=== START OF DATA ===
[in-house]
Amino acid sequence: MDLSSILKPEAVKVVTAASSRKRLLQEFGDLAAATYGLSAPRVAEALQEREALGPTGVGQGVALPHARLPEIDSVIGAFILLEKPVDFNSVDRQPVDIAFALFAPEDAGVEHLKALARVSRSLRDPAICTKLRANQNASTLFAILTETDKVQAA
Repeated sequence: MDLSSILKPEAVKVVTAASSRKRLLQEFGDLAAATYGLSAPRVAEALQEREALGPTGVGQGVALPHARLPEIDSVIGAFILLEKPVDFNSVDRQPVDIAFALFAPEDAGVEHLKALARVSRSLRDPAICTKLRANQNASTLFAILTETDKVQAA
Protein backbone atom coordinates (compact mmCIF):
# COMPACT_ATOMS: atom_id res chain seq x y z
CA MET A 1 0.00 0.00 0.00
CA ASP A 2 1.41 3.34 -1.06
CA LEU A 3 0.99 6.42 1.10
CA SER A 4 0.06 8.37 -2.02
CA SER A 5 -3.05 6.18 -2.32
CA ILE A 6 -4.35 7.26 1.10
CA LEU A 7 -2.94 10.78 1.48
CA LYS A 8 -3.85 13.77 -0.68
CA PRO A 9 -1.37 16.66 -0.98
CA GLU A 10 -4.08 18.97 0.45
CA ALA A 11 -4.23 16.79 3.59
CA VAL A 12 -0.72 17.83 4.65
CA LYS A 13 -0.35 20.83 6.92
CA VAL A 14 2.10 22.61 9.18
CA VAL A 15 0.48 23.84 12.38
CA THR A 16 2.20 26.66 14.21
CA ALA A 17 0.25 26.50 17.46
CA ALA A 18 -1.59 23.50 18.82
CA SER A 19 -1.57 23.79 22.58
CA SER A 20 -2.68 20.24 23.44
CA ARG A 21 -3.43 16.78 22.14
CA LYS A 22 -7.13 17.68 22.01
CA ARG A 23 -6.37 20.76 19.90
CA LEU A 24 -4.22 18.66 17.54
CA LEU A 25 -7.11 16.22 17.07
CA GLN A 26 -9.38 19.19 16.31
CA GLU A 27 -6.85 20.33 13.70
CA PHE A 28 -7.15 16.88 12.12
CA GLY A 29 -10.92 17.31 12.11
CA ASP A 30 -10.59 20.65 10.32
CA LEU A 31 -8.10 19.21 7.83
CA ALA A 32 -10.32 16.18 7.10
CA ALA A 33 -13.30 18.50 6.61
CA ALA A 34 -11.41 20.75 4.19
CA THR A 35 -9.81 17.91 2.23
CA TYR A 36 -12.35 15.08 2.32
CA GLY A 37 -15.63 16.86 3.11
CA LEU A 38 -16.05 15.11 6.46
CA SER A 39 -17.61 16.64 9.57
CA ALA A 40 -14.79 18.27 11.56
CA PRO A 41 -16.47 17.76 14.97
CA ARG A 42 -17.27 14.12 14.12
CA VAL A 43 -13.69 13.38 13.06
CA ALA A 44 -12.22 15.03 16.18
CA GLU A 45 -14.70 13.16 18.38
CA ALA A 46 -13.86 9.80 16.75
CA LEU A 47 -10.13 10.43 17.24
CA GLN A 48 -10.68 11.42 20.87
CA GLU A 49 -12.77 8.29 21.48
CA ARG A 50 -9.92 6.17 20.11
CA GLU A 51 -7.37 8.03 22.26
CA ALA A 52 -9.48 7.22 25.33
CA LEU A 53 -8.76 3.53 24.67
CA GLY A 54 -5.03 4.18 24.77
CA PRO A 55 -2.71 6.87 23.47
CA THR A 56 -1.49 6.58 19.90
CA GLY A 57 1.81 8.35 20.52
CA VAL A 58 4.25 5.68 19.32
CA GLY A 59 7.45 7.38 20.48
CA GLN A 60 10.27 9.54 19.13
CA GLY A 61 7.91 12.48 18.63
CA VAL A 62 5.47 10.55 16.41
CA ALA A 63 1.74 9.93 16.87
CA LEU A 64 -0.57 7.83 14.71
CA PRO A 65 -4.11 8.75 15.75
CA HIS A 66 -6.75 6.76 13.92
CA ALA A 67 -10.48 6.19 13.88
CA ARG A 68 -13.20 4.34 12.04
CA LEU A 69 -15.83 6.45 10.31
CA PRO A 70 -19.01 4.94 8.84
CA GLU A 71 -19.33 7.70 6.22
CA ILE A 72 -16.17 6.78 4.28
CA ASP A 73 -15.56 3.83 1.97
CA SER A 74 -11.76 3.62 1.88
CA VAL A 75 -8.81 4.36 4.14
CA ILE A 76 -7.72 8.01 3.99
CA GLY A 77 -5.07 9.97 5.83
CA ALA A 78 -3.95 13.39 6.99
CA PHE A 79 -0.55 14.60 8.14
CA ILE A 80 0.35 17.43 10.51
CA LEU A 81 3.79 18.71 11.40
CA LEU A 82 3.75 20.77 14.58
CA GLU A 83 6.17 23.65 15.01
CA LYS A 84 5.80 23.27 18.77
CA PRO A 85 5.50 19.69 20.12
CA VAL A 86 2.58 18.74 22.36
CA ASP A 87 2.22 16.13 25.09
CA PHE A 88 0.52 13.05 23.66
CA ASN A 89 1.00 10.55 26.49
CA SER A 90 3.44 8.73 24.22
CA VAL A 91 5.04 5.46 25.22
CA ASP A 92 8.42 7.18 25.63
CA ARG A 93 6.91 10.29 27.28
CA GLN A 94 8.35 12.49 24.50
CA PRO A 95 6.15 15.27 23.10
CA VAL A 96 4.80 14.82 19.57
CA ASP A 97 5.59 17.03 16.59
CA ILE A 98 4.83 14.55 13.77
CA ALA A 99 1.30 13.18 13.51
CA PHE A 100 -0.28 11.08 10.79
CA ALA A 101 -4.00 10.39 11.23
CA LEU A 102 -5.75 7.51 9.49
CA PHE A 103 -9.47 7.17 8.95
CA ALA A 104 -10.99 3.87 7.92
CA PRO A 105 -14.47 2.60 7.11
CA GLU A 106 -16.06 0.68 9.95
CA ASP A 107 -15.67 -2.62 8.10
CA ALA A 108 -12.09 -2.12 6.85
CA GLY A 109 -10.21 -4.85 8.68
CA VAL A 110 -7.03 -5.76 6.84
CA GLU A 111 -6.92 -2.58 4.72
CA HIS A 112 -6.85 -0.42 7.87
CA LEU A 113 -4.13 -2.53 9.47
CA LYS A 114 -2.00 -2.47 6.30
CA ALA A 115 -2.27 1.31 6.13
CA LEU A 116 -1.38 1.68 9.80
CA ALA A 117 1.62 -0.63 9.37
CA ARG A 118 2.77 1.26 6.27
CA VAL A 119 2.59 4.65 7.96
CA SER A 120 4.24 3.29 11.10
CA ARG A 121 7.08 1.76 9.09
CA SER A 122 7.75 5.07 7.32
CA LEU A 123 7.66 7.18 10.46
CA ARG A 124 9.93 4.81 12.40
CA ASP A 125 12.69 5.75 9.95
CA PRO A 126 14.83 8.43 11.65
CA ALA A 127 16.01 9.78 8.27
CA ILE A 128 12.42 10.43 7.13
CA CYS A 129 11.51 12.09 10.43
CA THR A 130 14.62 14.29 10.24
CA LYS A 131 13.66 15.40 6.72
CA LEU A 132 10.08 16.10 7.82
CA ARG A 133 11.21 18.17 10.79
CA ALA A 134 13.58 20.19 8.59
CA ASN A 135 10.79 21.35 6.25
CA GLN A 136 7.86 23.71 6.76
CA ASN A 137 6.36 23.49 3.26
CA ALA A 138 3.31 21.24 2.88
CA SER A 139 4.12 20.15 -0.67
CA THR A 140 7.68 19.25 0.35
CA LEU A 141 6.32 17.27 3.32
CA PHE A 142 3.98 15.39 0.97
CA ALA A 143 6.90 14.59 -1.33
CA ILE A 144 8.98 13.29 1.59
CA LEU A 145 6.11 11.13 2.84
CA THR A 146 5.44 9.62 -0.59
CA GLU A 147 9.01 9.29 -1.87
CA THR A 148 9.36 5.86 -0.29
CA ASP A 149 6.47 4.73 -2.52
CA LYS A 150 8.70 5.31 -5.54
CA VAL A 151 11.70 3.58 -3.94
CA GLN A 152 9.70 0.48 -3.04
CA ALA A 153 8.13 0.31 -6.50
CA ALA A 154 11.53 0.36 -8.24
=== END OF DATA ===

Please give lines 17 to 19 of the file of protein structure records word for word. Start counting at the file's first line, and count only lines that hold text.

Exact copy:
CA VAL A 12 -0.72 17.83 4.65
CA LYS A 13 -0.35 20.83 6.92
CA VAL A 14 2.10 22.61 9.18